If the first men on the moon had become stranded, President Nixon would have given this speech written 49 years ago

  • There was a possibility NASA astronauts Neil Armstrong and Buzz Aldrin would not be able to return from the surface of the moon.
  • White House speechwriter Bill Safire penned the address "In event of moon disaster" on July 18, 1969.
  • The speech was never read thanks to the mission's success.
The moon seen from the International Space Station on July 9, 2018. 
Alexander Gerst | NASA
The moon seen from the International Space Station on July 9, 2018. 

White House speechwriter Bill Safire penned the address "In event of moon disaster" on July 18, 1969 – 49 years ago Wednesday.

The address was for President Richard Nixon to read in the event from the astronauts of Apollo 11 became stranded on the Moon.

From Apollo 11's three man crew, Neil Armstrong and Buzz Aldrin went down to the surface of the moon while Michael Collins remained behind. Armstrong and Aldrin might not have been able to return to the mission's lunar orbiter, where Collins was waiting. The speech was written in preparation for that possibility but the NASA mission's rousing success means it was never read.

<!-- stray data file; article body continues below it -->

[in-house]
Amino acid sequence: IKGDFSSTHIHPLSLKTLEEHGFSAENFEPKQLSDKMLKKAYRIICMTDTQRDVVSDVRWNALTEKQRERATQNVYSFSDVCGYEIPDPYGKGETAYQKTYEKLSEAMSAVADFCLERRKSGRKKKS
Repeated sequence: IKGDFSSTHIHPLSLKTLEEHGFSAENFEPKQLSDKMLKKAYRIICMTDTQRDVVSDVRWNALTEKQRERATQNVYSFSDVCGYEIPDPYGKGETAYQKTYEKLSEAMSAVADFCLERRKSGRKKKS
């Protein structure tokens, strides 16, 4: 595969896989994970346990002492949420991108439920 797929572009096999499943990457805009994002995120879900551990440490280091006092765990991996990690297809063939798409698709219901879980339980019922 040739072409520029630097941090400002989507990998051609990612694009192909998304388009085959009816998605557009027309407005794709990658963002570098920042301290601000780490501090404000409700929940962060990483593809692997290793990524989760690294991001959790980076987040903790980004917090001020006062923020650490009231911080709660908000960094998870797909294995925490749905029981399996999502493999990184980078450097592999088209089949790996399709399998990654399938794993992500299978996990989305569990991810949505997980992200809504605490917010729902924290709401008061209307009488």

Read the full speech:

To H. R. Haldeman

From: Bill Safire July 18, 1969.

IN EVENT OF MOON DISASTER:

Fate has ordained that the men who went to the moon to explore in peace will stay on the moon to rest in peace.

These brave men, Neil Armstrong and Edwin Aldrin, know that there is no hope for their recovery. But they also know that there is hope for mankind in their sacrifice.

These two men are laying down their lives in mankind's most noble goal: the search for truth and understanding.

They will be mourned by their families and friends; they will be mourned by their nation; they will be mourned by the people of the world; they will be mourned by a Mother Earth that dared send two of her sons into the unknown.

In their exploration, they stirred the people of the world to feel as one; in their sacrifice, they bind more tightly the brotherhood of man.

In ancient days, men looked at stars and saw their heroes in the constellations. In modern times, we do much the same, but our heroes are epic men of flesh and blood.

Others will follow, and surely find their way home. Man's search will not be denied. But these men were the first, and they will remain the foremost in our hearts.

For every human being who looks up at the moon in the nights to come will know that there is some corner of another world that is forever mankind.